Tennessee was not on our radar as we planned our trip to the east coast, but now that we’ve turned west, our route took us through Nashville, so of course we had to explore the area. Although in order to make it to our next stop on time, we only had a couple of days.
The first day we drove downtown to check out the honky-tonks on the famous Broadway street. Our impressions: the historic area was much smaller than we’d imagined (backwards of our impressions of New Orleans) and the historic area was surrounded by steel and glass high-rises.
This is another city on the grow and there was construction everywhere. We later learned that Nashville is the fastest growing city in the US (since the recession) and they estimate eighty to one-hundred people a day are moving in!
We strolled along Broadway and marveled at the sounds coming from everywhere. Sound overload for my sensitive ears, I could hear at least three different songs at a time being played live from all the bar and storefront venues. This is definitely a party town.
We picked a few to go into, and even inside they had multiple entertainers playing in different rooms. Sometimes there were multiple artists on the same stage so there was never a break in the music. We watched a lot of great talent.
The next day our time was more structured. I bought us tickets online for the Old Town Trolley Tours (which Tom resisted but ended up liking) and tickets to tour the Ryman Auditorium (which Tom resisted but ended up liking).
The Ryman was built in the 1890’s by a sea captain and began life as a church. The Grand Ole Opry Radio show moved in in 1943 and the Ryman is still referred to as the Mother Church of Country Music even though the Opry moved out in 1974.
They restored the building in 1989 and they continue to use it as a music venue.
We also got to see but not enter the Parthenon – built in 1897 as a life-sized reproduction of the one in Greece. It was amazing.
The trolley took us past places we would have liked to explore more, but we were lacking the time. It was fun to see all the interesting old architecture – especially how it is all framed by more modern construction.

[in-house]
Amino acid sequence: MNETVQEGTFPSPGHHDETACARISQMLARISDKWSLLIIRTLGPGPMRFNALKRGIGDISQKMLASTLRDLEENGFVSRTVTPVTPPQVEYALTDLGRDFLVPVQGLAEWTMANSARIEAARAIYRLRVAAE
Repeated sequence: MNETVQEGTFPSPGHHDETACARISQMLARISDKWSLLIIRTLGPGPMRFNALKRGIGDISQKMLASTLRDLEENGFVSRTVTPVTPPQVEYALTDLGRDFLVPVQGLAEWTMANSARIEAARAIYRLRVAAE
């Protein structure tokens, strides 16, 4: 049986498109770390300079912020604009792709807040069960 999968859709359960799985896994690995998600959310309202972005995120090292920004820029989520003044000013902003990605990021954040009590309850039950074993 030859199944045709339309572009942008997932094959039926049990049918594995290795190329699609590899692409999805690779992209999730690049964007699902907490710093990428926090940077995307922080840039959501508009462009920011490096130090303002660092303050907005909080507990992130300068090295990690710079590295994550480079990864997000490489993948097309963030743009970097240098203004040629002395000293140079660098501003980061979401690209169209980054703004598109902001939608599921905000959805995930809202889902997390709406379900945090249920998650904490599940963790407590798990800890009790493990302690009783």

While in Nashville we chose not to go to the Country Music Hall of Fame, and our trolly driver told us he much prefers the Musicians Hall of Fame – also in Nashville. They drove us down the famous music row, which has all the studios, old and new.
The trolly also took us past the Bicentennial Park which would have been fun to explore, and the interesting Marathon Motor Works, which I’m sorry we didn’t get to. In the Marathon Village, there is the Corsair Artisan Distillery, which our trolly driver raved on about, but is probably a stop best left to younger drinkers!
So my advice, to anyone going to take the Nashville Trolley Tour, is to go early and take full advantage of the hop-on-hop-off feature. There is more to explore in Nashville than country music.
After the tour we returned to what we were told is a must do: Have hot chicken at Hattie B’s. We could have hopped off the trolly, but at that time the line was around the block!
Of course, if you’re a fan of country music and you go to Nashville, you must go to the Grand Ole Opry for a show. So of course we did!They don’t always have the awesome headliners of the show we were lucky enough to attend, but if you like country, you’ll have fun.
We had a great time in Nashville. Now we’re heading to Escapade. I was hesitant to make a weeklong commitment, but my dad’s physical health is improved and I no longer feel we need to rush west. So we’re moving on to Missouri by way of Illinois.
Peace & Love, Joy